Friday, 17 May 2019

EXPIRED DRUGS : SETTING THE RECORD STRAIGHT


By Dr Brighton Chireka

This picture has gone viral and some people are shocked and are calling the government all sorts of names. Unknown to some people is that this has been ongoing for the last 12 months or so. In short there is nothing wrong being done. It’s only that the media is taking advantage of the fact that most of us do not understand how expiry dates are calculated. It is a good story to sell papers but we need to set the record straight so that we can objectively view the situation.

Drug manufacturers are required by law to place expiration dates on prescription products prior to marketing. The expiration date is the final day that the manufacturer guarantees the full potency and safety of a medication. Let me make it clear that it is not the date that the product becomes toxic or ineffective. It may be surprising to know that for most drugs , it’s an arbitrary date, usually 2 or 3 years out, that the manufacturer selects to test drug stability. In all actuality, the stability of the drug may be much longer, but no one tests it.

We know that once the original container is opened , either by patient or the health care provider who will dispense the drug , that original expiration date on the container can no longer be relied upon. However studies have shown that the actual shell life of these drugs may be much longer than the expiration date on the packet.

So do drugs lose their effectiveness sooner after the expiration date?

The American Medical Association (AMA) concluded in 2001 that the actual shelf life of some products is longer than the labeled expiration date. The AMA stated the best evidence resides in the Shelf Life Extension Program (SLEP) undertaken by the FDA for the USA Department of Defense. This study found that drugs were still effective 12 months to 184 months ( over 15 years) after the expiration date.

What does that mean to us ?
This does not mean that if you have expired drugs in your house you can use them without seeking medical advice. The study shows that if expired drugs are tested by medical experts and found to be effective then they can be used for a certain period.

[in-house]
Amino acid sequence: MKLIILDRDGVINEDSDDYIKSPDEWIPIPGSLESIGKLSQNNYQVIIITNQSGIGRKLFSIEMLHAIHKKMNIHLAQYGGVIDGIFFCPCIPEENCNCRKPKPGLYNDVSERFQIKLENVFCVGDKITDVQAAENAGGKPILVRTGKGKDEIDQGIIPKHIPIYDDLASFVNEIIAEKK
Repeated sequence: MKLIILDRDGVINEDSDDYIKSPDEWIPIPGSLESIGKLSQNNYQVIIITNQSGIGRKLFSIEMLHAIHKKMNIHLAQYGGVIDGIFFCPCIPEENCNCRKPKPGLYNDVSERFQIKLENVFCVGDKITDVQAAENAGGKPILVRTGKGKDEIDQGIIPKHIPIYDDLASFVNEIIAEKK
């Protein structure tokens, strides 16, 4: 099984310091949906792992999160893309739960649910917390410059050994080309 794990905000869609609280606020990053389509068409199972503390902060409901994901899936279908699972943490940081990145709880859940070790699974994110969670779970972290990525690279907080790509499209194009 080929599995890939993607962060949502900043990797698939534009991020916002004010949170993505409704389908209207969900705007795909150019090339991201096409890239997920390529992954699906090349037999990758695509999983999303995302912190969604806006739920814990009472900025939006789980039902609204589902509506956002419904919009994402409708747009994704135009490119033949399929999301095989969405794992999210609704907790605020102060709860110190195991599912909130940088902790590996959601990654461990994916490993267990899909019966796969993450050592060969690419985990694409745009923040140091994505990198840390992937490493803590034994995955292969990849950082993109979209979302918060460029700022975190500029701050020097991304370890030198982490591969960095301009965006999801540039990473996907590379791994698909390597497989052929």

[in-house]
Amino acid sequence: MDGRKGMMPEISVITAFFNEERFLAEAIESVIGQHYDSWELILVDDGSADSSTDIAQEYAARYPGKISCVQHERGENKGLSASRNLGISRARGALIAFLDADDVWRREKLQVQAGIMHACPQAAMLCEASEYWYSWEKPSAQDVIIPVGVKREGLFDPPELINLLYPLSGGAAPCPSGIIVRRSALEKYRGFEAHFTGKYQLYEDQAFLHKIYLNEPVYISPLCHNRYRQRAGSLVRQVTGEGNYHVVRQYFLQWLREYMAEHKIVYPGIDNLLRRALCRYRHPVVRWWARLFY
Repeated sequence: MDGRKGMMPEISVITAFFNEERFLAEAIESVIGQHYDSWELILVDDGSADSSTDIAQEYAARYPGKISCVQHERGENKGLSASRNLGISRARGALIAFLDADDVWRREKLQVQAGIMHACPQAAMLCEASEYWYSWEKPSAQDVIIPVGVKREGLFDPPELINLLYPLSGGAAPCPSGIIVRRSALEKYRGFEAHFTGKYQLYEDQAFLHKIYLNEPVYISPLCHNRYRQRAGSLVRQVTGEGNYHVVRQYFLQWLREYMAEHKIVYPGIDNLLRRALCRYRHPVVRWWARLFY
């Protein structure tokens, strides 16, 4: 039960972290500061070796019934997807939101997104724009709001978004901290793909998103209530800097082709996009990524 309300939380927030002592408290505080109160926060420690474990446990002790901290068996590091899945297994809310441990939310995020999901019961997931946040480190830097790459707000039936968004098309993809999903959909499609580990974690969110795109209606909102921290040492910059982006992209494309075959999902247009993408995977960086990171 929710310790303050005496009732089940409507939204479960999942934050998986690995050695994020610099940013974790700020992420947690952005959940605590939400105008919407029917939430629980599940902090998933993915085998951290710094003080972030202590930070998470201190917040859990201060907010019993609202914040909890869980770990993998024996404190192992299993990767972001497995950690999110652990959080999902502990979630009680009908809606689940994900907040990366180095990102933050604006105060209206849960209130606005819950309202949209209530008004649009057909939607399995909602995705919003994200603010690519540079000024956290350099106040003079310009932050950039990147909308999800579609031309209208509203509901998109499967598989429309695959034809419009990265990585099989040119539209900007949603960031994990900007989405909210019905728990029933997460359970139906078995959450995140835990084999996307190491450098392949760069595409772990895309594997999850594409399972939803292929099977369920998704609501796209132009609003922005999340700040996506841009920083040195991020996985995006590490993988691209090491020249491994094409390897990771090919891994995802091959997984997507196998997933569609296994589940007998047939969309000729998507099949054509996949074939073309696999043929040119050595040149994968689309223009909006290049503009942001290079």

If wholesalers have more drugs than they need and some have expired it does not make any sense to throw them away and let people go without treatment. Treatment need to continue so if expired drugs can be safely used then they should whilst the supplies are being sorted. This obviously must not be norm but can be used in situations of shortages.

The drugs we are talking about are those that are still with the wholesalers where they are being kept under strict conditions. We know that effectiveness of drugs is affected by heat, humidity, light, and other storage factors. In view of this only drugs that are tested by medical experts should be used.

So what should we do with the message in this picture?

We must commend the health professionals for coming up in the open about the drugs they are giving people. They could have lied and just give people medication in different packets which is unethical and immoral. Now for being honest and upfront about it we are “attacking” them. There is nothing wrong they are doing. We should take the medication as instructed and go for regular checks. If we experience any unusual side effects we should urgently go back to our doctors.

I hope this clarifies this issue . I welcome your comments on this .

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